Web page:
ABOUT THE AUTHOR
Since her first publication in 1988, New York Times Bestselling author Elaine Coffman’s books have been on the NYT, USA Today Top 50, and Ingram’s Romance bestsellers lists, and won four nominations for Best Historical Romance of the Year, Reviewers Choice, Best Western Historical, and The Maggie. Elaine lives in Austin, Texas, where she is working on her next book! For more information, please visit http://www.elainecoffman.com/.

12 comments:

Alyssia said...

Elaine! What a post! I must tell you, I quite literally teared up while reading your colorful description of the Highland and its people. What beautiful, beautiful prose! And, hello! I so want the MEN IN KILTS to come wash our sky-high work windows! Ha-ha... Seriously, Scotland and its powerful history has always appealed to me -- hey, I'm a redhead! And to read it written, brought to life, with so much conviction tugged hard at my heartstrings.

I cannot wait to read your novel, my dear. One post here, and I'm already hooked.

Cheers and blessings,
Alyssia Kirkhart
alyssia.nicole@suddenlink.net

Linda Banche said...

I think we should also remember the Scots as triumphant in their survival. They turned their devastating losses into a ferocious drive to succeed in this new world not of their choosing. In the latter 18th and the 19th centuries they made themselves into leaders in the new technologies in science, engineering and medicine, leaving the English who had "defeated" them in the dust.

Julie Lynn Hayes said...

Excellent post! I agree that we have a fascination with men in kilts for all of the reasons you listed. There is just something irresistible about a man who is so secure in his masculinity that he can wear a skirt - and enticing to wonder about what he possesses beneath it. Your new book sounds fascinating, can't wait to read it.

Best wishes!
Julie L. Hayes
shelley_runyon@yahoo.com

Vonnie Davis said...

I love it when I read a blog post and learn something. I learned a lot here today. Thank you! Your description of Scotland rising out of the sea like a fist was super. I agree with Alyssia, your prose is quite stirring and visual--simply put, beautiful. Much luck to you.
vonnie.davis@ymail.com

susied said...

Wonderful post, agree with all you said about Scotland and it's tragic history and ability to rise above. Ditto to the men in kilts - they are "manliness, endurance, steadfastness, masculinity, vigor, power, bravery, devotion, resoluteness, pride, suffering, overcoming", Gerard Butler...oops..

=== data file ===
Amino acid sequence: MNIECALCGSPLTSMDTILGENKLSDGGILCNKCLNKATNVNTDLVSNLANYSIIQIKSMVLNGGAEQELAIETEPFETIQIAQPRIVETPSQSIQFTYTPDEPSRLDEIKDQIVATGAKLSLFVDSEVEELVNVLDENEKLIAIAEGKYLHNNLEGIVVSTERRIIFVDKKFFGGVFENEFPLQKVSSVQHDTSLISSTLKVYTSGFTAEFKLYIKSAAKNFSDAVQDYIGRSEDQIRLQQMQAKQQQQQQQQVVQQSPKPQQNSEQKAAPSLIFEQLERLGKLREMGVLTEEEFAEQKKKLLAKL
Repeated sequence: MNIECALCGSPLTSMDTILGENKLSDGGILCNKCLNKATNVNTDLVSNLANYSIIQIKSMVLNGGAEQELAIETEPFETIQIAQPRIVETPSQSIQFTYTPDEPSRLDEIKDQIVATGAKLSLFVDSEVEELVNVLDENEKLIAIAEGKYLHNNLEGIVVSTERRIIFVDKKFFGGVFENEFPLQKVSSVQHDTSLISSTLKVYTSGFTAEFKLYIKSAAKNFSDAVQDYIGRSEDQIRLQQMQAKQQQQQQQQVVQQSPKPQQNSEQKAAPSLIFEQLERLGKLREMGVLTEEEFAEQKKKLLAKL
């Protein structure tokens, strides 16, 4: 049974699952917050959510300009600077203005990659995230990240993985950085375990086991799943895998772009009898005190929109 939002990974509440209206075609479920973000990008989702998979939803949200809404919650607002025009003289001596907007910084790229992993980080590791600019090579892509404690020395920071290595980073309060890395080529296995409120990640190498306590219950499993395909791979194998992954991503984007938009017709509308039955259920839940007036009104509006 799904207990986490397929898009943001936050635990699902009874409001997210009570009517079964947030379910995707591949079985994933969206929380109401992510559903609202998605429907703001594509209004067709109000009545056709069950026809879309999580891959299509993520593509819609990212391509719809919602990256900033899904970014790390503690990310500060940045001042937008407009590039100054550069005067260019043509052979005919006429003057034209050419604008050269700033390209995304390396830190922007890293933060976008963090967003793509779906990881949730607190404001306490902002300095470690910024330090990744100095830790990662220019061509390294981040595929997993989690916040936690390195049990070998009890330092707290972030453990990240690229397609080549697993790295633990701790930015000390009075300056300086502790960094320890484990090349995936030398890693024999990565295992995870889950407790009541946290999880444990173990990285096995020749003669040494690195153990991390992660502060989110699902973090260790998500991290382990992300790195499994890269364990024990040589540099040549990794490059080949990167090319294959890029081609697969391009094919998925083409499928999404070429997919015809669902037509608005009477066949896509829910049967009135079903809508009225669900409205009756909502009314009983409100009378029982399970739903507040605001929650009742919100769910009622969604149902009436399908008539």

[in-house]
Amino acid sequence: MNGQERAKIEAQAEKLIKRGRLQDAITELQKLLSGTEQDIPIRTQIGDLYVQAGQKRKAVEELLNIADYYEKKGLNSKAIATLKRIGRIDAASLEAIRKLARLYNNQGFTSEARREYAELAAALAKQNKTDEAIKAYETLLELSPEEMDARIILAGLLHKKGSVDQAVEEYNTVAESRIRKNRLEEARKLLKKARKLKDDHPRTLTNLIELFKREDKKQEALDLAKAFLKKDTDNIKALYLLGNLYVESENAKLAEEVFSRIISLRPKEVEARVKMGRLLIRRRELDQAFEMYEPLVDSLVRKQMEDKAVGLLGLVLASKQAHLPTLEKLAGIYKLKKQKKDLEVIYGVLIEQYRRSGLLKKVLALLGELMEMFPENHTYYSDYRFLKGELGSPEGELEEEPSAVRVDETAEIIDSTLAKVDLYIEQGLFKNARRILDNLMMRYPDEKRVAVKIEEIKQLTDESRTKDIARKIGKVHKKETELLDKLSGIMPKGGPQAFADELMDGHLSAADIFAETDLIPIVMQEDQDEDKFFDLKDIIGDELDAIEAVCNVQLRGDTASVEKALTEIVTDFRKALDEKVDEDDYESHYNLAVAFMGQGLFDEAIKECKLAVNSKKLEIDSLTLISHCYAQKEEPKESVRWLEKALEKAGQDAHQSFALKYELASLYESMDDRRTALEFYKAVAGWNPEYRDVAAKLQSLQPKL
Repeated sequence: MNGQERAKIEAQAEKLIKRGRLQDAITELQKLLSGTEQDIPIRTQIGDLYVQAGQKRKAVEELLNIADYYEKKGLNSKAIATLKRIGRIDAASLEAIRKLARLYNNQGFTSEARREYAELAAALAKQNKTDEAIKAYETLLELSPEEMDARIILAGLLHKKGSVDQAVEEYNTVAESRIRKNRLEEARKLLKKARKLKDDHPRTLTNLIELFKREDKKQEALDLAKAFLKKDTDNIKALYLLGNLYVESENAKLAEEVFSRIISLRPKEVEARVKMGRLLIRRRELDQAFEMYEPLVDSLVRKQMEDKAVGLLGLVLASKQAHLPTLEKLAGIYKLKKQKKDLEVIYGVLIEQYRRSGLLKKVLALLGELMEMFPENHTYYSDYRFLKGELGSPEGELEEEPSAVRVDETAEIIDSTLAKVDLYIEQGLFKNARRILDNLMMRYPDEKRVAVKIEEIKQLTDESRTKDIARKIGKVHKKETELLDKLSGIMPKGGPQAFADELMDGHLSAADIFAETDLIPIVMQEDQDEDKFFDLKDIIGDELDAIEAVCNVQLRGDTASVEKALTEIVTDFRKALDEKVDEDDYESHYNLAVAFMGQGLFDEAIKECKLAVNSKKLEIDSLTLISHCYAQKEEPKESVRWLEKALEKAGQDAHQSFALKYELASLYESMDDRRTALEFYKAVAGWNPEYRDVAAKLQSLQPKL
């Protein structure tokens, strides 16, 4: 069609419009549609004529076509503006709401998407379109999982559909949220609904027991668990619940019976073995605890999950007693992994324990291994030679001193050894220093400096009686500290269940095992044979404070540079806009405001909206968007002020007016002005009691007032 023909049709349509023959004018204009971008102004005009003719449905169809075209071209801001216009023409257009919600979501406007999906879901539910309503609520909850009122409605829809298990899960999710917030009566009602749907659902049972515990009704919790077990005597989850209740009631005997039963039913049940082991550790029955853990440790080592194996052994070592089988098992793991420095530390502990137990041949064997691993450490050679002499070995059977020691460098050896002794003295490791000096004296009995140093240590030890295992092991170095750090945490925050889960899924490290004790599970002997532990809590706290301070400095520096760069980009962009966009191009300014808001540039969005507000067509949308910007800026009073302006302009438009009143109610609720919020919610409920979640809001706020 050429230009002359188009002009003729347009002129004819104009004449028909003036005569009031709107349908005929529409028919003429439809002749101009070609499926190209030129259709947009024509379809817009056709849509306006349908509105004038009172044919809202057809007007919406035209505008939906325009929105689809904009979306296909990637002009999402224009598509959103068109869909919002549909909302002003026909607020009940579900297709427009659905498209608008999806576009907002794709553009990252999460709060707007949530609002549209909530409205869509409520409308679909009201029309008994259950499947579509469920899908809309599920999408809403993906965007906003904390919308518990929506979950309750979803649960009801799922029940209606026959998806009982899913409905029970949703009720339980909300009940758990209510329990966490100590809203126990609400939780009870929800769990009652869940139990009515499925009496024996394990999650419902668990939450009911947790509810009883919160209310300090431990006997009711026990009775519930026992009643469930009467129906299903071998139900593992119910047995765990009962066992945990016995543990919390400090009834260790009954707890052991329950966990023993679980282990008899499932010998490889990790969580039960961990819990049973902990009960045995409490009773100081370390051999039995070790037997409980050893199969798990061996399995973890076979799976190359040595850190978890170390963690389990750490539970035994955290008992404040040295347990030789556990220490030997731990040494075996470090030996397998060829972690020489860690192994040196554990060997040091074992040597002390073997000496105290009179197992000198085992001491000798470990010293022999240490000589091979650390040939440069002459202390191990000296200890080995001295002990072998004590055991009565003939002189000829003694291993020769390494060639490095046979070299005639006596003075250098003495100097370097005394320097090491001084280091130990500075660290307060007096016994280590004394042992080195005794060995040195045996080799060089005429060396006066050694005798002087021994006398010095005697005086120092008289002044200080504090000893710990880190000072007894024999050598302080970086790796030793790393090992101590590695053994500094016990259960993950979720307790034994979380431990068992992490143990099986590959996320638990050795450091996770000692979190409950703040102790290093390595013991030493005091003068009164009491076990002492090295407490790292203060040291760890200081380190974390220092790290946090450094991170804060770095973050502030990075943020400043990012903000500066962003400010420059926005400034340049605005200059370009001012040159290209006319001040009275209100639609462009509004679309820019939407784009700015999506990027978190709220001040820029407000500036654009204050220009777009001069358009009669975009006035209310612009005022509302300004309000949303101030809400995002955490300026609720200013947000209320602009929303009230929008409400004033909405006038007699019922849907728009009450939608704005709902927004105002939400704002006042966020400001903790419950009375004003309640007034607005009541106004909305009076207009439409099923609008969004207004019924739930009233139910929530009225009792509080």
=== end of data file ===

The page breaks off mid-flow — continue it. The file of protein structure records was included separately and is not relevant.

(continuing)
That one slipped out! I do have my shallow side :)

Amanda said...

I really enjoyed this. I didn't realize that kilts were not really used until the 1600's. Lord knows the movies always have them in kilts no matter what era. I must admit if I see a book and it has a man in a kilt on it I have to buy it. I have always loved books that have anything Scottish or celtic really. Really enjoyed the article!

Charlotte McClain said...

Sounds like a wonderful book! If I don't win, I'll have to go looking for it.

Rosemary Gemmell said...

Well I'm a Scot, still living in the west coast of Scotland and I loved your description of my country! Well done for putting it so beautifully and making me appreciate its romance.

And my son is getting married in his kilt on one of our small Scottish islands at the beginning of July (and his fiancee is called Elaine!)

Emery Lee said...

Wonderful post- beautiful and evocative.
Warmest regards,
Emery

Karen Michelle Nutt said...

Loved reading about Scotland. I'd love to go there one day.

Gotta love a man in a kilt. :)

info at kmnbooks dot com

hotcha12 said...

I ALWAYS WANTED TO SEE IF THEY GO COMMANDO! LOL

Delicious Romance From Cerise DeLand said...

ELAINE! I am so thrilled to see you writing again. Your books were always on my TBR list and now will be again. You and I (under my real name and Other Life) have done many conferences and dinners together. I look forward to seeing you again...and reading this.
BRAVO!